1. Balancing time between your practice and the hospital. Your services are required for in-patient consultations. These patients have been admitted for a problem unrelated to the eye, though are now experiencing ocular complaints. You must visit these patients within 72 hours of initiation.
We send one of our doctors to the hospital in the morning before coming to the office. As we receive calls regarding consults, we know ahead of time whether the trip to the hospital is necessary, so this prevents multiple trips.
If seeing patients before your scheduled clinic hours is not an option, consider seeing consults during regularly scheduled lunch breaks or after hours. Due to the unpredictable nature of hospital consults, it is difficult to plan time for them. Scheduling time into your office hours can lead to unused time slots and frustration.
In addition, you must write a letter, or communicate the details of the visit with the patient’s primary eyecare provider. Because our office electronic health record (EHR) is not linked to the hospital system, we perform all our charting at the hospital on paper and then input it into our office system to facilitate correspondence. Assigning a staff member to this task or having an EHR that is integrated with the hospital EHR saves time.
2. Treating emergency patients. You will receive calls from the ER indicating a patient has presented with ocular complaints, and they can be sent immediately to your office. If the emergency is not strictly ocular and the patient cannot be moved, you should make every effort to get to the ER quickly.
Train staff to explain any delays to scheduled patients in cases you need to leave for the ER during scheduled clinic times. Our staff has been trained to do so. Patients generally understand that doctors do have emergencies outside their control and will wait for them or reschedule.
The vast majority of ER doctors are extremely thorough in explaining the exact situation and level of urgency. They may have a plan in mind but feel more comfortable talking to you first. Patients who are injured outside our scope of practice are immediately referred to the nearest hospital with ophthalmology residents.
3. Adjusting to hospital environment. You are most likely comfortable with the vast array of equipment in your office. However, some hospitals have more equipment than others, so it can be challenging transitioning to the hospital. To solve this, bring a bag with the tools you may need for a consult. The most commonly used equipment you will need includes:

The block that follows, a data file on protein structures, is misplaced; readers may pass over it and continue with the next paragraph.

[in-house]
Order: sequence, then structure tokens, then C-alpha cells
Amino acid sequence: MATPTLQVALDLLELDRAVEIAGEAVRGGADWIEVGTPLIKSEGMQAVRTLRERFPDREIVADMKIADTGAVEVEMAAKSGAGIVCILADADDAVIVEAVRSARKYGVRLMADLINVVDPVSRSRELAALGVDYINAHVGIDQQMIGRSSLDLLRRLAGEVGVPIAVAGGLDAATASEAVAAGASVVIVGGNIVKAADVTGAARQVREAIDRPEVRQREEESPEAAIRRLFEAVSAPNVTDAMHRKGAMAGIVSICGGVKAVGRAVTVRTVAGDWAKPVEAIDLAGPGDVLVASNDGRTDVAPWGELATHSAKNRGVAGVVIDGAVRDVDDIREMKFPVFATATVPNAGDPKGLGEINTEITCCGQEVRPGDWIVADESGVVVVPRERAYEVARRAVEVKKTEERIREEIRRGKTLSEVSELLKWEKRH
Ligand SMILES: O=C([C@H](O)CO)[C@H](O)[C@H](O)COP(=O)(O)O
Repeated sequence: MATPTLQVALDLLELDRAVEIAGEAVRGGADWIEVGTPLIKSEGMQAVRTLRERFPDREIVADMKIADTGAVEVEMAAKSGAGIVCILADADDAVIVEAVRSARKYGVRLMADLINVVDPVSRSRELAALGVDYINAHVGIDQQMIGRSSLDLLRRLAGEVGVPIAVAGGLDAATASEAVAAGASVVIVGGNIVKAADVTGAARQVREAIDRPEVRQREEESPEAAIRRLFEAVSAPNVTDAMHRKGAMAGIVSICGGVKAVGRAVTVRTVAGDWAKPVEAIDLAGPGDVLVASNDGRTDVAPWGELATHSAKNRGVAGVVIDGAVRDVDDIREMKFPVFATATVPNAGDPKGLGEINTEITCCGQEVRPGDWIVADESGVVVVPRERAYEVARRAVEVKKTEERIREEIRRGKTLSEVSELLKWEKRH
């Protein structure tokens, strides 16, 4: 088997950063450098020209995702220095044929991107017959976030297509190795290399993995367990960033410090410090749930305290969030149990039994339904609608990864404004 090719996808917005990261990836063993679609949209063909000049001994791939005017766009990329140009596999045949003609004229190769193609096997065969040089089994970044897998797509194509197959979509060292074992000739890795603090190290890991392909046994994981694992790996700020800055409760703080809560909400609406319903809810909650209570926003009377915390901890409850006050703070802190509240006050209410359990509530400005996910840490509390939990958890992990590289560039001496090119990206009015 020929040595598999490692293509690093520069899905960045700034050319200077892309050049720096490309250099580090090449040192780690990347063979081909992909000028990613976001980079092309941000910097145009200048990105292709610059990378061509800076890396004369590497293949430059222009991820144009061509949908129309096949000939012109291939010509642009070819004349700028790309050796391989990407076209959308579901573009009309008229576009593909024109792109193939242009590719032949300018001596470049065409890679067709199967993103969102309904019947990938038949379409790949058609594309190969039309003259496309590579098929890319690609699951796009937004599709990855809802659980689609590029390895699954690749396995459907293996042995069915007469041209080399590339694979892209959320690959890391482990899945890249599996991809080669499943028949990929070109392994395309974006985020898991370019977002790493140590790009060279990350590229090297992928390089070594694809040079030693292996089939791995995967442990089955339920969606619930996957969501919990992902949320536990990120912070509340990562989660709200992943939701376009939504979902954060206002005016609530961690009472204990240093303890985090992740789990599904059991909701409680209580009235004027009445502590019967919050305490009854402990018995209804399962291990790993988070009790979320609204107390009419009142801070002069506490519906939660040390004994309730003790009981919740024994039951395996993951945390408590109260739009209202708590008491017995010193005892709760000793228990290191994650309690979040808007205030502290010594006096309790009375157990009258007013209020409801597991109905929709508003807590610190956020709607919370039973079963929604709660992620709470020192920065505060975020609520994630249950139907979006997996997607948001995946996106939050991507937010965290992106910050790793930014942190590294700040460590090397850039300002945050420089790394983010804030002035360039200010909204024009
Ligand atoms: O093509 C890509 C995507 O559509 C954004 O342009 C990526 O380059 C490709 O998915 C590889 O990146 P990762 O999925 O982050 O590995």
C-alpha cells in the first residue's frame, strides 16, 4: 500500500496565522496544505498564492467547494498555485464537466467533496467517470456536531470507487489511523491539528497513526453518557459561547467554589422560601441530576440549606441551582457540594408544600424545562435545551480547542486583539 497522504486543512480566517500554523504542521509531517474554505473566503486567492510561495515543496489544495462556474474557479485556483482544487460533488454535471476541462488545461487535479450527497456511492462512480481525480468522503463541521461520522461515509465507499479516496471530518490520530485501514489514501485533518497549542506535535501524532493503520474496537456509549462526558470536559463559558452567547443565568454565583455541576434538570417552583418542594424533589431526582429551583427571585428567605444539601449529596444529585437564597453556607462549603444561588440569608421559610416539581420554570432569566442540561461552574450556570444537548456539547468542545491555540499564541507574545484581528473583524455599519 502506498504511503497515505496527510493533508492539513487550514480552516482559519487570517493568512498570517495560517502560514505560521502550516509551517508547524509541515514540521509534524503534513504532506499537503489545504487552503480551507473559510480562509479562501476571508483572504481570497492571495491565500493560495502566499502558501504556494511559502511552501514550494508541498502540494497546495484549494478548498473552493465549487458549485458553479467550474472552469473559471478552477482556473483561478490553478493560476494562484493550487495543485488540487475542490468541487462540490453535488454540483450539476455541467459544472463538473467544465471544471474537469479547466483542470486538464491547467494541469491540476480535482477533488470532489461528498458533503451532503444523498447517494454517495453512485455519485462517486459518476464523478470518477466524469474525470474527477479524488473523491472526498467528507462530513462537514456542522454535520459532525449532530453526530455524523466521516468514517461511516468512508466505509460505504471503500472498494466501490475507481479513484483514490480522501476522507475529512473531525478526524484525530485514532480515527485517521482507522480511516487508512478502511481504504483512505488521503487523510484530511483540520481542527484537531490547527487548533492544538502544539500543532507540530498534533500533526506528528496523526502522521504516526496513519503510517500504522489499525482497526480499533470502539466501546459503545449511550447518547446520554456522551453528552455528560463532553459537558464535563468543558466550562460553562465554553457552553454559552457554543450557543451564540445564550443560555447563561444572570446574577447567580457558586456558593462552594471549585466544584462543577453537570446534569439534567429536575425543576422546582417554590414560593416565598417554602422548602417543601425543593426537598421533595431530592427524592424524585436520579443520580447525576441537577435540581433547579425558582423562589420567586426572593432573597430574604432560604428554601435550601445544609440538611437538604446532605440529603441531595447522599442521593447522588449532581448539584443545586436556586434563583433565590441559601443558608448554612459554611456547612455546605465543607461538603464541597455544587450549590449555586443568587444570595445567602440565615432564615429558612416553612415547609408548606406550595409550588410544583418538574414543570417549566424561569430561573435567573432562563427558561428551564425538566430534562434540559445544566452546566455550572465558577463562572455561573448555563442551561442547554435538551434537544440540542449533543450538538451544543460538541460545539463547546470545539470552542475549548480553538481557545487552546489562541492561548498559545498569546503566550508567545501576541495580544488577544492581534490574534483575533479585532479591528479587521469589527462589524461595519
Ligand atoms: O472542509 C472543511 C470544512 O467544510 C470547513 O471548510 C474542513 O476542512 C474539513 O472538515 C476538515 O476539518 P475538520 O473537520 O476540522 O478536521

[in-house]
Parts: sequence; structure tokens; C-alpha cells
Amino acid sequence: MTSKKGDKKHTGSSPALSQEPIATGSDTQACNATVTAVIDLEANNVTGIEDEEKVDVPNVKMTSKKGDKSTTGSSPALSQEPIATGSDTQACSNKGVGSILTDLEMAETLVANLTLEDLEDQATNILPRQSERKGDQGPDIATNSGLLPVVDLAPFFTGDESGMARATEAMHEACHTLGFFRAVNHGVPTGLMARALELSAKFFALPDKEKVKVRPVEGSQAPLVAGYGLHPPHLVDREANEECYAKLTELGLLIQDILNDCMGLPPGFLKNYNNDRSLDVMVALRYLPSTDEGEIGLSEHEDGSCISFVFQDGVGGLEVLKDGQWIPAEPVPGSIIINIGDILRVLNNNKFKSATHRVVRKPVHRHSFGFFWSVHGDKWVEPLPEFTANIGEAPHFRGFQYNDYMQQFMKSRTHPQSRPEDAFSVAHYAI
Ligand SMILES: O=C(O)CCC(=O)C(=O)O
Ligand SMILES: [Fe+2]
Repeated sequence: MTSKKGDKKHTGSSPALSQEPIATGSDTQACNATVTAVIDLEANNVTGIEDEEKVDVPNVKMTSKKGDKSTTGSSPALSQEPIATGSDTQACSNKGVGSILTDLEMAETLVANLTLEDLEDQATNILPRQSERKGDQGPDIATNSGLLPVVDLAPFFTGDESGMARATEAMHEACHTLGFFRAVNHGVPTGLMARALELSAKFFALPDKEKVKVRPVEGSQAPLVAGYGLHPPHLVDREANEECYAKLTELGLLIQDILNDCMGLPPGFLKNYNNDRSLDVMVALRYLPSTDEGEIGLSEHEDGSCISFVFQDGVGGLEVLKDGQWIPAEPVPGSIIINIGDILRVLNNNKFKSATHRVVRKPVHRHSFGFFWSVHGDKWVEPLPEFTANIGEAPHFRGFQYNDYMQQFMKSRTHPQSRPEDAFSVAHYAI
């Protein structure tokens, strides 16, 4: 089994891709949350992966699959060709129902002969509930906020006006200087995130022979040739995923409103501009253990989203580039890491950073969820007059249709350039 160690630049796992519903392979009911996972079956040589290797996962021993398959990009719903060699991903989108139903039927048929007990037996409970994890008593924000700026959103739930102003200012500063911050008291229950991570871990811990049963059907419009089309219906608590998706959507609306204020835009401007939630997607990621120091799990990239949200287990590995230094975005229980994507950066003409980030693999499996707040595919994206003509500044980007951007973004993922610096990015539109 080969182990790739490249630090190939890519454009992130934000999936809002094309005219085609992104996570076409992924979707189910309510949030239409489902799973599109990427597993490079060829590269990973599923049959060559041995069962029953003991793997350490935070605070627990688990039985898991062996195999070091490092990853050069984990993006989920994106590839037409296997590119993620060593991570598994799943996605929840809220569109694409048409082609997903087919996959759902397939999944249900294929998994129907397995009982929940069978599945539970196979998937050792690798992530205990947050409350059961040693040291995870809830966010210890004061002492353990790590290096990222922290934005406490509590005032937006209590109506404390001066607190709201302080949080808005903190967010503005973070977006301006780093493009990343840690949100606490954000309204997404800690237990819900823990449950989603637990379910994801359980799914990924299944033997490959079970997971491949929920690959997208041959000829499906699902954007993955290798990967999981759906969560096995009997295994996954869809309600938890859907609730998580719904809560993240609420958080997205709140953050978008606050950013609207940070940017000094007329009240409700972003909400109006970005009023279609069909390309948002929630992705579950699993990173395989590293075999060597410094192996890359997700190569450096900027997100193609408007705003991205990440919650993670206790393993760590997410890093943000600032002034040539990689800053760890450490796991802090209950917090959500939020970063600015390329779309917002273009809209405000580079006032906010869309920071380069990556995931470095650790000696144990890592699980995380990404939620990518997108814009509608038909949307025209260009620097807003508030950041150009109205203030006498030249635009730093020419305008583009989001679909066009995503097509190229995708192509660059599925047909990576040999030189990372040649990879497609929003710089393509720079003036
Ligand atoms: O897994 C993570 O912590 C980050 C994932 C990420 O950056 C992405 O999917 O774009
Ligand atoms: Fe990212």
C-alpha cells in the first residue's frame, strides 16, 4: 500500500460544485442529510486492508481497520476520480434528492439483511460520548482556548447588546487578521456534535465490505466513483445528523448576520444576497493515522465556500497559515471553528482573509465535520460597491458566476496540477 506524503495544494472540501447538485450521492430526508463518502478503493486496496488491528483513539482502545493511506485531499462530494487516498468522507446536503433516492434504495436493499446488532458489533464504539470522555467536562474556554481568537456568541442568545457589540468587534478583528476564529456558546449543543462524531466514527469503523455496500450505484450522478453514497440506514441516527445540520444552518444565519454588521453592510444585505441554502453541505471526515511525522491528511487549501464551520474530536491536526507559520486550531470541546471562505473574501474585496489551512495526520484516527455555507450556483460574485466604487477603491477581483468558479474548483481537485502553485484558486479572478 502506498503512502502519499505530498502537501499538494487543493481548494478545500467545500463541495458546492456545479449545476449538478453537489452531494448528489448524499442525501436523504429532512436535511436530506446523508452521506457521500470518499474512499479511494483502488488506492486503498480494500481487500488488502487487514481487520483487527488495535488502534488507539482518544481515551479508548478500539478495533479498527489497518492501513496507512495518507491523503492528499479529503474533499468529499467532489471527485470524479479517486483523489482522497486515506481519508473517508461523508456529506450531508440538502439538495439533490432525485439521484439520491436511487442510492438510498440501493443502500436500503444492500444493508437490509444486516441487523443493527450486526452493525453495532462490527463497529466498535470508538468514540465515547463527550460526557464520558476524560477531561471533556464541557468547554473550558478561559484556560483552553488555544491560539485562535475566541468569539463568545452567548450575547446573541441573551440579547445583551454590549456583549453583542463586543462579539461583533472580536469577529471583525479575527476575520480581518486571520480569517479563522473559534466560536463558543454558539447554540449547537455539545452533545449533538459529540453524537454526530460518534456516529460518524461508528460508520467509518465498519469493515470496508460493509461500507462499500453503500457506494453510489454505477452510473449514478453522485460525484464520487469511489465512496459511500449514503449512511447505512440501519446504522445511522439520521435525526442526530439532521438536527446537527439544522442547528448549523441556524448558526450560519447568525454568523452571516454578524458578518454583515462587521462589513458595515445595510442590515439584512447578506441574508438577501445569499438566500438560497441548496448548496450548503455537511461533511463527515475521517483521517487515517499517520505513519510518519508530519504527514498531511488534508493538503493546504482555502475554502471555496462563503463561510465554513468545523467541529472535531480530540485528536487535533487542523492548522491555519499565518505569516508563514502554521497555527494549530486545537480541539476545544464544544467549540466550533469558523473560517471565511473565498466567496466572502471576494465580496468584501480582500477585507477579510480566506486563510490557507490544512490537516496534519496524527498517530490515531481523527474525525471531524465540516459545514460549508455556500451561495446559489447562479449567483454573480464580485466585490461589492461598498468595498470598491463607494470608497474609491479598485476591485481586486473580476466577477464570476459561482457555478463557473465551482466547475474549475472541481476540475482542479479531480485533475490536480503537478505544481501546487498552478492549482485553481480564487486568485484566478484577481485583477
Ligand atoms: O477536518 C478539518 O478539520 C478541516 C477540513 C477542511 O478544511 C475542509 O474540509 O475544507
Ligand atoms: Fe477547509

► Direct ophthalmoscope
► Near-point card
► Bandage contact lens
► Amsler grid
► Dilating drops
► Reference materials
Even if the hospital has some of this equipment, it may be dated, and you won’t be unfamiliar with it.
In addition, hospitals have slightly different abbreviations in charts or formularies for prescriptions, but these are usually reviewed during the orientation process.
Keep in mind: Hospitals never allow sample medication. Even artificial tears need to be ordered from the hospital pharmacy.
To solve this challenge, ask for the abbreviations upfront and the hospital’s policy on sample meds.
Make your choice.
Becoming involved with hospital eye care is an exciting endeavor for us as optometrists.
The early learning curve may seem daunting, but the rewards are worthwhile. Not only will you benefit, but you will also make a significant impact on patient care. OM
|Delineation of Privileges|
|Criteria for Privileges:
Within the guidelines approved and established in the credentialing process by the Medical Staff, the optometrist must:
1. Be a graduate of an accredited school or college of optometry approved by the Accreditation Council on Optometric Education (ACOE) or other accrediting body
2. Have successfully passed all sections of the National Board Examination
3. Be licensed as an optometrist
|Scope of Service: Examination, diagnosis, management and emergency care of non-surgical ocular conditions, diseases and injuries in accordance with state laws regarding scope of practice for optometry:|
|I have not requested privileges for any procedure for which I am not qualified by either training or experience. Furthermore, I realize that certification by a Board does not necessarily qualify me to perform certain procedures. However, I believe that I am qualified to perform all procedures for which I have requested privileges.|